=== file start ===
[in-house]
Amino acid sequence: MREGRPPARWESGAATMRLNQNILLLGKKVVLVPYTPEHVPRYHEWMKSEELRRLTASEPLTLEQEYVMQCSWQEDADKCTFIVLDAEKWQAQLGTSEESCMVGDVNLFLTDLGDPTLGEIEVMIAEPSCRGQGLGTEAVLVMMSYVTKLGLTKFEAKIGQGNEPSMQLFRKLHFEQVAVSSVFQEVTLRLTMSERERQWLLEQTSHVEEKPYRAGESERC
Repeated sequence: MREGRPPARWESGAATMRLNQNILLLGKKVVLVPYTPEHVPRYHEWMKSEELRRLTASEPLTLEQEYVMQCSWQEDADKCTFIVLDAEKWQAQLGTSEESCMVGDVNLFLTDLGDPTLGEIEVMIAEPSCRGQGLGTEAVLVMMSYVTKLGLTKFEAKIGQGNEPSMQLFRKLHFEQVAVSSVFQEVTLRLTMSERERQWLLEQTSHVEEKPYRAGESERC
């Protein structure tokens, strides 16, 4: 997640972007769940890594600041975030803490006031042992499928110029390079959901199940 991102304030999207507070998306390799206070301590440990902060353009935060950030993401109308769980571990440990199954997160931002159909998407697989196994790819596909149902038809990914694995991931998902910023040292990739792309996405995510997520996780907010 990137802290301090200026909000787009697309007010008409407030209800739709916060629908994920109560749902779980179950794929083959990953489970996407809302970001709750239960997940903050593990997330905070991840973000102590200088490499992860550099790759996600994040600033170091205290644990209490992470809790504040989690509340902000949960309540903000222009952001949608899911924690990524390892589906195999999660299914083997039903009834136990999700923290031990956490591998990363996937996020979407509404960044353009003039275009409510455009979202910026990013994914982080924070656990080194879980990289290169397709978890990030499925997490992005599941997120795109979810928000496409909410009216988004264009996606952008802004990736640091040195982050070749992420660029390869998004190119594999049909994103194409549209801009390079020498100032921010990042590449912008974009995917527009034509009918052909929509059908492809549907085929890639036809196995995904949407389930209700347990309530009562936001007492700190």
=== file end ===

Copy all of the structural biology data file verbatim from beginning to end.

[in-house]
Amino acid sequence: MREGRPPARWESGAATMRLNQNILLLGKKVVLVPYTPEHVPRYHEWMKSEELRRLTASEPLTLEQEYVMQCSWQEDADKCTFIVLDAEKWQAQLGTSEESCMVGDVNLFLTDLGDPTLGEIEVMIAEPSCRGQGLGTEAVLVMMSYVTKLGLTKFEAKIGQGNEPSMQLFRKLHFEQVAVSSVFQEVTLRLTMSERERQWLLEQTSHVEEKPYRAGESERC
Repeated sequence: MREGRPPARWESGAATMRLNQNILLLGKKVVLVPYTPEHVPRYHEWMKSEELRRLTASEPLTLEQEYVMQCSWQEDADKCTFIVLDAEKWQAQLGTSEESCMVGDVNLFLTDLGDPTLGEIEVMIAEPSCRGQGLGTEAVLVMMSYVTKLGLTKFEAKIGQGNEPSMQLFRKLHFEQVAVSSVFQEVTLRLTMSERERQWLLEQTSHVEEKPYRAGESERC
């Protein structure tokens, strides 16, 4: 997640972007769940890594600041975030803490006031042992499928110029390079959901199940 991102304030999207507070998306390799206070301590440990902060353009935060950030993401109308769980571990440990199954997160931002159909998407697989196994790819596909149902038809990914694995991931998902910023040292990739792309996405995510997520996780907010 990137802290301090200026909000787009697309007010008409407030209800739709916060629908994920109560749902779980179950794929083959990953489970996407809302970001709750239960997940903050593990997330905070991840973000102590200088490499992860550099790759996600994040600033170091205290644990209490992470809790504040989690509340902000949960309540903000222009952001949608899911924690990524390892589906195999999660299914083997039903009834136990999700923290031990956490591998990363996937996020979407509404960044353009003039275009409510455009979202910026990013994914982080924070656990080194879980990289290169397709978890990030499925997490992005599941997120795109979810928000496409909410009216988004264009996606952008802004990736640091040195982050070749992420660029390869998004190119594999049909994103194409549209801009390079020498100032921010990042590449912008974009995917527009034509009918052909929509059908492809549907085929890639036809196995995904949407389930209700347990309530009562936001007492700190």